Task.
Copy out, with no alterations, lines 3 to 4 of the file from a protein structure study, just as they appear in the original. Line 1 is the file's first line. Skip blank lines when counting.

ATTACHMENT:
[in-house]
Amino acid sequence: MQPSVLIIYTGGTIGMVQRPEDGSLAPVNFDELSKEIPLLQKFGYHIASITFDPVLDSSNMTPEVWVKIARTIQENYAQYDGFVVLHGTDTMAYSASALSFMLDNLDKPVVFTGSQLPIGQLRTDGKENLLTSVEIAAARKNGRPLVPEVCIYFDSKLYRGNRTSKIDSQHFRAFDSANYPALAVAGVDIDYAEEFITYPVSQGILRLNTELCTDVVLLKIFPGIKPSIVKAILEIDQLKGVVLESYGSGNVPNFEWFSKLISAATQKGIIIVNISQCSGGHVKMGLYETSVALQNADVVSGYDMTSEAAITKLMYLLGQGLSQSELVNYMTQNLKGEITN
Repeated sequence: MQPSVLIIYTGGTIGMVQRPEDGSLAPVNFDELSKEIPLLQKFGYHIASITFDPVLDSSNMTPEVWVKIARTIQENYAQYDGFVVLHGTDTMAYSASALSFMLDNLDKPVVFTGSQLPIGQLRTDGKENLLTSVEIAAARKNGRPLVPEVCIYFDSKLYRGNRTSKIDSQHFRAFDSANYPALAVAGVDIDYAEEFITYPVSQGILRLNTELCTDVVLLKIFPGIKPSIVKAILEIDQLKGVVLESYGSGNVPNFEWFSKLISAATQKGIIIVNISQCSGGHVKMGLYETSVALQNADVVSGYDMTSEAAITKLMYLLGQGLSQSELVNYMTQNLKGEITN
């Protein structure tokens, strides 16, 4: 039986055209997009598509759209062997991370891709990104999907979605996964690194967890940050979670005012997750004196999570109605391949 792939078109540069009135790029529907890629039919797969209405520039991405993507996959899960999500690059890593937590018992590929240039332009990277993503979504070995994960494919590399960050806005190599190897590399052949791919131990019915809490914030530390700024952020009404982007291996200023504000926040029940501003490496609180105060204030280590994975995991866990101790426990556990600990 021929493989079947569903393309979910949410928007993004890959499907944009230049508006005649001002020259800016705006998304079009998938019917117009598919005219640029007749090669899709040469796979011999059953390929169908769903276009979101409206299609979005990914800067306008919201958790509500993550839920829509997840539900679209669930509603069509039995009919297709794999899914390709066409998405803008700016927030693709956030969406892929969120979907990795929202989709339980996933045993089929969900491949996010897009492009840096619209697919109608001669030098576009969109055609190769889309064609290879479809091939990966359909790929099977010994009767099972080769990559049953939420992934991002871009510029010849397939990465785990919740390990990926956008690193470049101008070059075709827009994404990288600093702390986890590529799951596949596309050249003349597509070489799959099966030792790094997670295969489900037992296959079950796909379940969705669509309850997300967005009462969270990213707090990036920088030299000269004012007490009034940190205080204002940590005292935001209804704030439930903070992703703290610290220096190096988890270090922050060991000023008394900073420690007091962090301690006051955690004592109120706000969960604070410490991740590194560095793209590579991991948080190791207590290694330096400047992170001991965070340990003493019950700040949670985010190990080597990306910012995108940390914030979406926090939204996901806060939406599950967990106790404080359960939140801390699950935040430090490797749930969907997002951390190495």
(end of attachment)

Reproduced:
Repeated sequence: MQPSVLIIYTGGTIGMVQRPEDGSLAPVNFDELSKEIPLLQKFGYHIASITFDPVLDSSNMTPEVWVKIARTIQENYAQYDGFVVLHGTDTMAYSASALSFMLDNLDKPVVFTGSQLPIGQLRTDGKENLLTSVEIAAARKNGRPLVPEVCIYFDSKLYRGNRTSKIDSQHFRAFDSANYPALAVAGVDIDYAEEFITYPVSQGILRLNTELCTDVVLLKIFPGIKPSIVKAILEIDQLKGVVLESYGSGNVPNFEWFSKLISAATQKGIIIVNISQCSGGHVKMGLYETSVALQNADVVSGYDMTSEAAITKLMYLLGQGLSQSELVNYMTQNLKGEITN
């Protein structure tokens, strides 16, 4: 039986055209997009598509759209062997991370891709990104999907979605996964690194967890940050979670005012997750004196999570109605391949 792939078109540069009135790029529907890629039919797969209405520039991405993507996959899960999500690059890593937590018992590929240039332009990277993503979504070995994960494919590399960050806005190599190897590399052949791919131990019915809490914030530390700024952020009404982007291996200023504000926040029940501003490496609180105060204030280590994975995991866990101790426990556990600990 021929493989079947569903393309979910949410928007993004890959499907944009230049508006005649001002020259800016705006998304079009998938019917117009598919005219640029007749090669899709040469796979011999059953390929169908769903276009979101409206299609979005990914800067306008919201958790509500993550839920829509997840539900679209669930509603069509039995009919297709794999899914390709066409998405803008700016927030693709956030969406892929969120979907990795929202989709339980996933045993089929969900491949996010897009492009840096619209697919109608001669030098576009969109055609190769889309064609290879479809091939990966359909790929099977010994009767099972080769990559049953939420992934991002871009510029010849397939990465785990919740390990990926956008690193470049101008070059075709827009994404990288600093702390986890590529799951596949596309050249003349597509070489799959099966030792790094997670295969489900037992296959079950796909379940969705669509309850997300967005009462969270990213707090990036920088030299000269004012007490009034940190205080204002940590005292935001209804704030439930903070992703703290610290220096190096988890270090922050060991000023008394900073420690007091962090301690006051955690004592109120706000969960604070410490991740590194560095793209590579991991948080190791207590290694330096400047992170001991965070340990003493019950700040949670985010190990080597990306910012995108940390914030979406926090939204996901806060939406599950967990106790404080359960939140801390699950935040430090490797749930969907997002951390190495």